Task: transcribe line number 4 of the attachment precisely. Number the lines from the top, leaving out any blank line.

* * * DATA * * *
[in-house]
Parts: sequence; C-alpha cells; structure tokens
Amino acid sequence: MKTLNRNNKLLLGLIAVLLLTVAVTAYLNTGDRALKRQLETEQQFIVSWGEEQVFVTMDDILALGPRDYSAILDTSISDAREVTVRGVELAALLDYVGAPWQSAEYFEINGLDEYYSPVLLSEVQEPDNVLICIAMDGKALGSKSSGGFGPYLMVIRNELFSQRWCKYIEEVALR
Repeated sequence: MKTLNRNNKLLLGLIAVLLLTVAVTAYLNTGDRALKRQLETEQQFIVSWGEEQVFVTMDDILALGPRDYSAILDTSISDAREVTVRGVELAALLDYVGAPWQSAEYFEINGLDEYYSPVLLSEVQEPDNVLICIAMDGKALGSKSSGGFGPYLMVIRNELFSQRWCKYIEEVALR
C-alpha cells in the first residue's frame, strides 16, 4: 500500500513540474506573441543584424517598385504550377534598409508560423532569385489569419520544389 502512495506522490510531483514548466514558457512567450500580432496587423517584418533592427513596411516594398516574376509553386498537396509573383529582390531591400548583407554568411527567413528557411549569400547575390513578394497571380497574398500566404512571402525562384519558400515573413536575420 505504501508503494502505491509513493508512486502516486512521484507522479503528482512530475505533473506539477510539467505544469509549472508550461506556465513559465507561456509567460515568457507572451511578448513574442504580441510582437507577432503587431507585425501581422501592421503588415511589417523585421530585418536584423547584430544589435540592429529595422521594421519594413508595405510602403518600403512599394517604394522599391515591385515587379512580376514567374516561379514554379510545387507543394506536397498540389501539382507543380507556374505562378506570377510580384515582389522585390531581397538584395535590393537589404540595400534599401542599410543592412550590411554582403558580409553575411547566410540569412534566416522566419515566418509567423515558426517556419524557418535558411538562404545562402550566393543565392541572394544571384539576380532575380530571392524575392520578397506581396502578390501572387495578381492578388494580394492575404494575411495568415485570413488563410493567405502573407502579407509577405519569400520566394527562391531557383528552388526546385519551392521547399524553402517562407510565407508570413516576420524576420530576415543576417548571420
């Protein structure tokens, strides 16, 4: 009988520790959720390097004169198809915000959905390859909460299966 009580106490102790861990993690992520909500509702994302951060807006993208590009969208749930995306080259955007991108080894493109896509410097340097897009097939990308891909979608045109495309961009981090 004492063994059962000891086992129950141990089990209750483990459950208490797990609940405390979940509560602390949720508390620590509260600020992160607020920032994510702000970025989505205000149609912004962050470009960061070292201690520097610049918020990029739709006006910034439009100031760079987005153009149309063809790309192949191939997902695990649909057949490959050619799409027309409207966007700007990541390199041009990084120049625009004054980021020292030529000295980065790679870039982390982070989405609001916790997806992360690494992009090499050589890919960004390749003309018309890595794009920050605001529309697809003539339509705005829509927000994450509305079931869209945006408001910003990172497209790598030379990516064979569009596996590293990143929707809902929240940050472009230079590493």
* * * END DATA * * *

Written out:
Repeated sequence: MKTLNRNNKLLLGLIAVLLLTVAVTAYLNTGDRALKRQLETEQQFIVSWGEEQVFVTMDDILALGPRDYSAILDTSISDAREVTVRGVELAALLDYVGAPWQSAEYFEINGLDEYYSPVLLSEVQEPDNVLICIAMDGKALGSKSSGGFGPYLMVIRNELFSQRWCKYIEEVALR